New Distribution System Powers Iraqi Province
By Army Spc. Maurice A. Galloway
Special to American Forces Press Service
CONTINGENCY OPERATING BASE BASRA, Iraq, Jan. 26, 2010 – Members of the 17th Fires Brigade, the provincial reconstruction team and community leaders gathered at the recently refurbished Al Quibla market in Iraq’s Basra province Jan. 17 to celebrate the completion of 14 U.S.-funded projects designed to deliver reliable electricity to nearly 15 of the province’s districts.
“These projects will significantly improve the quality of life for the people in Basra,” said Zuhair Shubar, a technical assistant to the governor for administrative affairs. “The Basra area has struggled with the inconsistency of reliable power in the homes of the Basrawi people, and now, thanks to tremendous efforts on both sides, that problem is solved.”
That effort has led to 18,000 homes throughout Basra receiving reliable power at a cost of $5.4 million. The provincial reconstruction team provided the funds through the 17th Fires Brigade Commander’s Emergency Relief Program.
John Naland, leader of the provincial reconstruction team, was on hand during the ceremony to address the improving conditions of the communities throughout the province.
“Today we celebrate the completion of 14 U.S. government projects that will provide over 137,000 Basra citizens with reliable power and will drastically reduce the amount of power interruptions the city has experienced,” he said. “These projects are an example of a partnered effort to meet and address the needs of the people of Basra by the provincial leaders of Basra and [the reconstruction team].”
Decades of neglect of the electrical infrastructure in the city led to blackouts that frustrated Basra residents.
“The end state of the project is a reduction of unscheduled power blackouts in each of the areas,” said Army Capt. Alex L. Young, an engineer with 7th Engineer Battalion and project purchasing officer with the provincial reconstruction team. “A serious amount of poles, transformers and wire were required to establish a new, more efficient electrical distribution system for these areas.”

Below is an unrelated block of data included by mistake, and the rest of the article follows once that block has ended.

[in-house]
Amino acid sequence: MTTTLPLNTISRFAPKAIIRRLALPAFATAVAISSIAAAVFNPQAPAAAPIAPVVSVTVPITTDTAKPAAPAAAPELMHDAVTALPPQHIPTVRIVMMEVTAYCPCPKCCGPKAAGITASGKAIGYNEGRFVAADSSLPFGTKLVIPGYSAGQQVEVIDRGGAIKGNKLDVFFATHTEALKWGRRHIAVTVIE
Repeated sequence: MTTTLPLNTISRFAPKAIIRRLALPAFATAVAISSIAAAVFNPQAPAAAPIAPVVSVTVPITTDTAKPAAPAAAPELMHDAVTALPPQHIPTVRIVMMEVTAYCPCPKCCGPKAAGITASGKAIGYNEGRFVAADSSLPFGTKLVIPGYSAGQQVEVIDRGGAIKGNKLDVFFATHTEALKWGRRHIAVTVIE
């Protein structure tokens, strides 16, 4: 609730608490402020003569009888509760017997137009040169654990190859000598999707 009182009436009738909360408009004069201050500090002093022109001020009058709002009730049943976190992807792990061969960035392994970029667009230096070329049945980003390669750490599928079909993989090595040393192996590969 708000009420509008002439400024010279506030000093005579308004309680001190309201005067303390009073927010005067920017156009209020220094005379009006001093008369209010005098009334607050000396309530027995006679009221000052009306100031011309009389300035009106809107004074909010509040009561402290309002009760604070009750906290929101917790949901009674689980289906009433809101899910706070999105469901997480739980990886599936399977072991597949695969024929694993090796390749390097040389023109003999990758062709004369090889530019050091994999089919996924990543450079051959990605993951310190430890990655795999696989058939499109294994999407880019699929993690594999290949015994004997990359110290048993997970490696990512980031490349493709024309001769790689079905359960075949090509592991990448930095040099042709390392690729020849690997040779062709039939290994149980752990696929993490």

The process began with an intense evaluation by the electrical distribution department, pinpointing areas that needed upgrades or, like two areas the project has served, needed to have a network established for the first time.
Young said part of the problem in certain neighborhoods was people using illegal connections, causing systems to overload and fail.
“One of the problems in the areas was that people were trying to get more power out of the transformers than they could handle,” Young explained. “These projects create local electrical systems that are capable of distributing higher amounts of electricity with more reliability. They are not physically increasing the amount of electricity in the area, but ensuring that the systems can handle the increasing amounts.”
The provincial reconstruction team also recognized the need for a more efficient system of long-term preventive maintenance and has collaborated with the ministry of electricity to develop an operations and maintenance training program.
“Our aim is to jump-start their process of effectively maintaining these networks,” Young said. “In the past, they would use these transformers until they were no longer able to operate -- an inefficient and costly practice that we hope to eradicate with proper training and mentorship.”
Plans call for development of maintenance centers in the province’s Hayyaniyah, Bradia and Hakemeyn districts.
(Army Spc. Maurice A. Galloway serves with the 17th Fires Brigade.)
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